Kingly Faithfulness: 1 Kings 9:6-7
Faithfulness can be defined as loyalty to God, demonstrated through heartfelt trust and obedience. Faithfulness involves believing that God is who he says he is, loyally serving him and no other gods, and rendering him loving obedience.
As we did with justice and mercy, we’ll consider two ways the king was obligated to promote faithfulness, beginning with the international arena. The kings of Israel were to lead God’s people toward fidelity to God in such a way that the surrounding nations would repent of their idolatry and sin, and begin to serve God. Kings fulfilled this role especially by establishing faithful worship in the nation of Israel, as we see in Solomon’s prayer at the dedication of the temple in 1 Kings 8:41-43. This global mandate to disciple and discipline the nations is also indicated in passages like Psalm 72:8-11, and Zechariah 8:20-23.
Besides promoting faithfulness to God internationally, the king was also to encourage faithfulness on a national level. The king was to promote faithfulness within the nation of Israel especially by ensuring and providing for purity in worship. Good kings provided resources and plans for worship, organized the personnel, dictated policies for the maintenance of the temple, and often played important roles in the public celebrations of worship. For example, David did these things in 1 Chronicles 15, 16, and 23–28.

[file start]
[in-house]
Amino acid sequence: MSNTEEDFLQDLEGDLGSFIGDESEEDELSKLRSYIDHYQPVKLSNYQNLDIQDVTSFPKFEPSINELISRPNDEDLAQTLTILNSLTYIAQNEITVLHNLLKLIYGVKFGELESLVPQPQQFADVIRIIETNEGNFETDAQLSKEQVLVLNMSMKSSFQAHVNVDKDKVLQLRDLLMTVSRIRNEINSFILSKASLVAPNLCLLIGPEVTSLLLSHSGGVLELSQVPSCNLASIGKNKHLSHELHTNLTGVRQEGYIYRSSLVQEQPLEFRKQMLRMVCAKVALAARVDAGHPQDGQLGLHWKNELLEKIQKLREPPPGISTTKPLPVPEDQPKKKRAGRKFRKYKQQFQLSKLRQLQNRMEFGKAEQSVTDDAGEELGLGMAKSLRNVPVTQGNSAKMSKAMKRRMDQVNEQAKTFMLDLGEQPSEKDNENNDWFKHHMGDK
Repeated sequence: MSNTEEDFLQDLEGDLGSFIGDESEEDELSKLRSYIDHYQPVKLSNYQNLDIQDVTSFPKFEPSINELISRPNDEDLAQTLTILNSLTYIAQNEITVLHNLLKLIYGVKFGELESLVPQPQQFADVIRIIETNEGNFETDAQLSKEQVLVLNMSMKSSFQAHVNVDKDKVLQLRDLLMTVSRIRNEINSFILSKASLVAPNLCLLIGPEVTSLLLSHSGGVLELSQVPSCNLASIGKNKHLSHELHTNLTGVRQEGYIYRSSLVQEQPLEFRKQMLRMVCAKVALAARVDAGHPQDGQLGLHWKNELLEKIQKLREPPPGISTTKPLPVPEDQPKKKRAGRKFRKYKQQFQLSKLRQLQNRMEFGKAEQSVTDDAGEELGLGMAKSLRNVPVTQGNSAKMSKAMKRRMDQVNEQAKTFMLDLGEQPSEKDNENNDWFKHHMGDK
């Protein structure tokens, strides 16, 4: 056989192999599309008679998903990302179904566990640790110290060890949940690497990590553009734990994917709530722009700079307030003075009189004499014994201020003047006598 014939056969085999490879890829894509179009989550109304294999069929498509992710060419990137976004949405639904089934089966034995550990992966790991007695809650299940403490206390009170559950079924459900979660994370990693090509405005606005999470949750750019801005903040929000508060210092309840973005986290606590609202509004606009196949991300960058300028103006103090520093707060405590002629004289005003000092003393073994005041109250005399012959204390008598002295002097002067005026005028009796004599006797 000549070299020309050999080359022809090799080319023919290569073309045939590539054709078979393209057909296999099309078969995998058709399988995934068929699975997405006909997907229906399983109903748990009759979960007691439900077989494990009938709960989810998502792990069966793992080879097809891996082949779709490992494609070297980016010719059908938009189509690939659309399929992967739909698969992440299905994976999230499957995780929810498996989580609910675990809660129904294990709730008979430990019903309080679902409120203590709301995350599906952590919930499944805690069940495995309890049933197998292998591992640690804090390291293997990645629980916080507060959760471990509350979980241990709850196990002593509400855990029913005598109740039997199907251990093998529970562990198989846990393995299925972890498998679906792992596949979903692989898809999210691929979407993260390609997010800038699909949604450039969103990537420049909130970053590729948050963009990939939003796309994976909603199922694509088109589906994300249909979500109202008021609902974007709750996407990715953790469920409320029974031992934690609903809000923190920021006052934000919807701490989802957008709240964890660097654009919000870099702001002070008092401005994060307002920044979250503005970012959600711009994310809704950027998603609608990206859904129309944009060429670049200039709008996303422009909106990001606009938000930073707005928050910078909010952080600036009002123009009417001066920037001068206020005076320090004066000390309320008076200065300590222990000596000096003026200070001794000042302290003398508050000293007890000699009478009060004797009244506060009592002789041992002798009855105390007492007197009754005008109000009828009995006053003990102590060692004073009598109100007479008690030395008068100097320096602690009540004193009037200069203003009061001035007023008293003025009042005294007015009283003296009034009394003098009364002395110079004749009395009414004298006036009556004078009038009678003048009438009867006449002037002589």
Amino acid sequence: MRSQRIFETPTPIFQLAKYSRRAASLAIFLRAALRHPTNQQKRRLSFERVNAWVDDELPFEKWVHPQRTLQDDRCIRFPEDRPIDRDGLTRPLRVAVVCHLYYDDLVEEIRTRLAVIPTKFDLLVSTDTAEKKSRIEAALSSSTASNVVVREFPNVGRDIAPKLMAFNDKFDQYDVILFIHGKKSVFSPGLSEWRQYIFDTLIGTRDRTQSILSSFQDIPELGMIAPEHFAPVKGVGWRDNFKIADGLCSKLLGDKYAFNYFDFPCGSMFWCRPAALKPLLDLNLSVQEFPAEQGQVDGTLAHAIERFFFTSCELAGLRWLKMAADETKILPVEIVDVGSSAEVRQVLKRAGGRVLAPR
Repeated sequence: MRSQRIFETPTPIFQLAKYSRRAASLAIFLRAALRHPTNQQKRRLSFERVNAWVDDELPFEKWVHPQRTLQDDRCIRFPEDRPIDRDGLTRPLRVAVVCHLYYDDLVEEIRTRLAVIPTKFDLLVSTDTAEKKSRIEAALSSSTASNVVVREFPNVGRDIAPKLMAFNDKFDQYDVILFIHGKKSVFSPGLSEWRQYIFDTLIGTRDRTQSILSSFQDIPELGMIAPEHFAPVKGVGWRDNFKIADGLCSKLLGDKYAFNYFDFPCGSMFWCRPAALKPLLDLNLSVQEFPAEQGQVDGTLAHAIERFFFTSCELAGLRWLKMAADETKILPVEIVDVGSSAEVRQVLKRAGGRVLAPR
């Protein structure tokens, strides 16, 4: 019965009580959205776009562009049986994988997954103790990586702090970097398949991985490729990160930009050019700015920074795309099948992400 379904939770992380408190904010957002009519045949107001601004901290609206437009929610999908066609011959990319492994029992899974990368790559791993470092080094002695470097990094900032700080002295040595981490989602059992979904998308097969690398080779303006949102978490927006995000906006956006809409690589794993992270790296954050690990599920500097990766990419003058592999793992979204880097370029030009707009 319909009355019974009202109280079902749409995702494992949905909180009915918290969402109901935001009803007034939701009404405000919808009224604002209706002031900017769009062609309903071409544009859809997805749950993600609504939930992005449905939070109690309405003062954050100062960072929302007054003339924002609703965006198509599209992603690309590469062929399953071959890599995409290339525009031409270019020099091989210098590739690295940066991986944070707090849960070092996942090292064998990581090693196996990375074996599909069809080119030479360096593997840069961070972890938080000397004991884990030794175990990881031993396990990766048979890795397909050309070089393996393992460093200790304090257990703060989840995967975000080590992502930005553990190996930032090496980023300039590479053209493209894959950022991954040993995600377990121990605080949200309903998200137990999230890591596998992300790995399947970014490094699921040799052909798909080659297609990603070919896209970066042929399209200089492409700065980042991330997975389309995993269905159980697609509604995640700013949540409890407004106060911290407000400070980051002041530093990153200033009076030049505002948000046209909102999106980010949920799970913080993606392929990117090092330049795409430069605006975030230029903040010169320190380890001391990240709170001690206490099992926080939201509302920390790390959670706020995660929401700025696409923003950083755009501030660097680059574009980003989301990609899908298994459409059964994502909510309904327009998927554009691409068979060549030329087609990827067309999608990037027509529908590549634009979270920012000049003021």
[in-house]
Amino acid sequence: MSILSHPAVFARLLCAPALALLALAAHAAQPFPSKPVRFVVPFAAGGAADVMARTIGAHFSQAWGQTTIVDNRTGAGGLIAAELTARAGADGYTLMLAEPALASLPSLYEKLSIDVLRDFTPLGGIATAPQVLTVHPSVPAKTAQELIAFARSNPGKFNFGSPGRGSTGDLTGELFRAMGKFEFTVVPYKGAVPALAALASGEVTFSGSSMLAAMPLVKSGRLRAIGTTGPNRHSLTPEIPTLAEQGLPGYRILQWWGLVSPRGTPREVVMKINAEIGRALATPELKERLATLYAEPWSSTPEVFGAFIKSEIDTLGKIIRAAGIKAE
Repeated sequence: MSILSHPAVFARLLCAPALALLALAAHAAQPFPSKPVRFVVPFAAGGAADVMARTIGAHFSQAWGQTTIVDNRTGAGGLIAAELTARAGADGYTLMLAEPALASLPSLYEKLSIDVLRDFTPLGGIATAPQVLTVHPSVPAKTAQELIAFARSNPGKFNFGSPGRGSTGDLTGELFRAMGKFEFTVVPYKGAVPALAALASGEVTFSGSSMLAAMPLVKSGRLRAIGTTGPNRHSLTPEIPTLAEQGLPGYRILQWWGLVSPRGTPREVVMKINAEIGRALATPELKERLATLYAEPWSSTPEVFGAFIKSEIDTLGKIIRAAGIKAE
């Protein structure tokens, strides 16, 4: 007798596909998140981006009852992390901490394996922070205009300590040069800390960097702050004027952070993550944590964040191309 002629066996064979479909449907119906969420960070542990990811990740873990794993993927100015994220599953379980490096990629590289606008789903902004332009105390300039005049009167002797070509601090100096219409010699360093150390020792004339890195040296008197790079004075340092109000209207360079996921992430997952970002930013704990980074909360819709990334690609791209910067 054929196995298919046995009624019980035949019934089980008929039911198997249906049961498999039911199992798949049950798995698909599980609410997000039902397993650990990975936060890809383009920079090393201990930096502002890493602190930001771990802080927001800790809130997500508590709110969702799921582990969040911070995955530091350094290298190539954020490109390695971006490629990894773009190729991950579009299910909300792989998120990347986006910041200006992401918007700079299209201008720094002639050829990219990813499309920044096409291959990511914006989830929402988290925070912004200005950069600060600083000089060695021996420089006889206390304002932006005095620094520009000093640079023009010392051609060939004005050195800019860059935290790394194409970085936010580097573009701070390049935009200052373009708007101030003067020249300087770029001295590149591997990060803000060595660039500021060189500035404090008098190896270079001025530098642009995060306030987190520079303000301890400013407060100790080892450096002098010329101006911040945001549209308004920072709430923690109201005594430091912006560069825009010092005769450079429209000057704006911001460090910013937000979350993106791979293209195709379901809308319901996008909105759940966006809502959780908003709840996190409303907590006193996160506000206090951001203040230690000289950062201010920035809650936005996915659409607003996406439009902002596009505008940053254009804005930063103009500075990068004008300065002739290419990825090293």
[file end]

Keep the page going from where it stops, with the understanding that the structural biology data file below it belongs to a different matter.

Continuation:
The king’s commitment to promoting Israel’s faithfulness affected the nation in profound ways. Because he was the nation’s representative before God, the people often experienced heightened blessings under the leadership of faithful kings, and heightened judgments under faithless kings. God blessed faithful kings with prosperity in Israel and the physical expansion of Israel’s borders. Unfaithful kings would be punished as well. In fact, the book of Kings partially blames the exile of Judah on the disobedience of Israel’s kings.
Sadly, not every king of Israel and Judah was faithful to God, and the people often suffered as a result. But even when the temple had been neglected or the people had fallen into idolatry, faithful kings were often able to reform and restore the nation’s worship. We see this with Hezekiah in 2 Kings 18:1-8, and with Josiah in 2 Kings 22:1–23:25. Their reform efforts encouraged and even produced faithfulness among God’s people, and thereby encouraged God to bless the nation during their reigns.